Antonio de Sedella

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Antonio de Sedella, O.F.M. Cap. (1748-19 January 1829) was a Spanish Capuchin friar who served as the leading religious authority of the Catholic Church in New Orleans, Louisiana, during the late 18th and early 19th centuries. Commonly called Père Antoine, he has become a noted figure in the culture of the city. His ghost is said to walk an alley now named for him which runs alongside the city's cathedral.[1] A street and a restaurant in the city's historic French Quarter are named for him.[2]

Père Antoine (Padre Antonio de Sedella) at Age Seventy-Four, by Edmund Brewster, New Orleans, 1822


He was born Francisco Ildefonso Mareno in the town of Sedella located in the Province of Málaga and, as a teenager, entered the Capuchin Order by which he was given the religious name of Antonio.[3] Presumably a short time after his ordination as a priest, he arrived in New Orleans in 1774 as an official of the Spanish Inquisition after the sale of the colony of Louisiana to Spain by France a decade earlier. Named pastor of the Church of St. Louis in the city, after gaining a reputation for rigidity in his early dealings with the people of New Orleans, he later became known to them for his dedication to the prisoners of the city, as well as to its large slave population. He presided at the wedding of the famous Marie Laveau, who later gained a large following as a voodoo priestess, and was a large figure in her life. After the destruction of the original church building in the Great Fire of 1788, they worked together to rebuild it, completing the new one in 1794.[a] With the establishment of a diocese by the Holy See for the colony in 1793, the new church was designated as its cathedral, and Friar Antonio was appointed as its Rector by the Spanish Crown.[1]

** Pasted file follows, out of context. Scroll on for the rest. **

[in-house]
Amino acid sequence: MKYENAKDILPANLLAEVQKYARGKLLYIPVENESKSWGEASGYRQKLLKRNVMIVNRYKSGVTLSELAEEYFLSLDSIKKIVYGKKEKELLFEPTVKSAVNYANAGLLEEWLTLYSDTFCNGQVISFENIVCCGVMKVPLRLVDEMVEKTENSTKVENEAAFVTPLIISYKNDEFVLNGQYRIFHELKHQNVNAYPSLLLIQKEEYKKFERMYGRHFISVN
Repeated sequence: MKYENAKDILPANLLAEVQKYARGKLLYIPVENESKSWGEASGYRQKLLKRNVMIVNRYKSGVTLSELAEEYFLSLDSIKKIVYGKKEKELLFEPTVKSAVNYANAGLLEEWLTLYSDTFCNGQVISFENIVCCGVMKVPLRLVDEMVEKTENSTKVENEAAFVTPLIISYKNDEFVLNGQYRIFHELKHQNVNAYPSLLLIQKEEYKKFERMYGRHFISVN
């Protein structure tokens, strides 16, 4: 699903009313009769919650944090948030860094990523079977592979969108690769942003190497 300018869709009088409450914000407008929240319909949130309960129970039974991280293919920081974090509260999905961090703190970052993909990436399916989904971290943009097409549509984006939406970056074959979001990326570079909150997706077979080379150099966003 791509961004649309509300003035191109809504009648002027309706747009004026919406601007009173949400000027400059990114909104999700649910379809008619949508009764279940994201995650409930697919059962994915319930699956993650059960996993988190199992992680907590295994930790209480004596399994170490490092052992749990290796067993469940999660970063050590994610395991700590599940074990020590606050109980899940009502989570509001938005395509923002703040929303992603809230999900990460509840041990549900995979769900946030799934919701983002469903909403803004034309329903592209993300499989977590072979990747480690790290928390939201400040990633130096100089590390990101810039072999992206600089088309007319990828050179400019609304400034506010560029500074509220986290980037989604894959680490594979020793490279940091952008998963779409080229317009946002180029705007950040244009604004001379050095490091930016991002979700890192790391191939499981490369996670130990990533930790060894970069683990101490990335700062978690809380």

After the sale of the colony to the United States in 1803, the Holy See appointed the Rev. Louis Dobourg, S.S., as the Apostolic Administrator of the diocese. Sedella did not fully accept his authority until Dubourg traveled to Rome and word was sent in support of his decisions to Archbishop John Carroll, the leading authority of the Catholic Church in the country.

Friar Antonio continued as Rector of the cathedral until his death on 19 January 1829. He was buried in the church three days later.[4]


  1. ^ In his depiction of Friar Antonio in the novel Père Antoine (New York: Doubleday & Co., 1956) the writer Edward F. Murphy portrayed him as a rigid ideologue, who was responsible for the destruction of the city due to his refusal to allow the church bells to ring in warning, out of the religious prohibition of this on Good Friday, which was observed that year on the day the fire occurred.


  1. ^ a b Keating, Sharon. "Haunted in New Orleans: St. Louis Cathedral Hauntings, Pere Antoine". 
  2. ^ "Home". Pere Antoine Restaurant and Bar. 
  3. ^ "Père Antoine". 
  4. ^ "Early History". St. Louis Cathedral.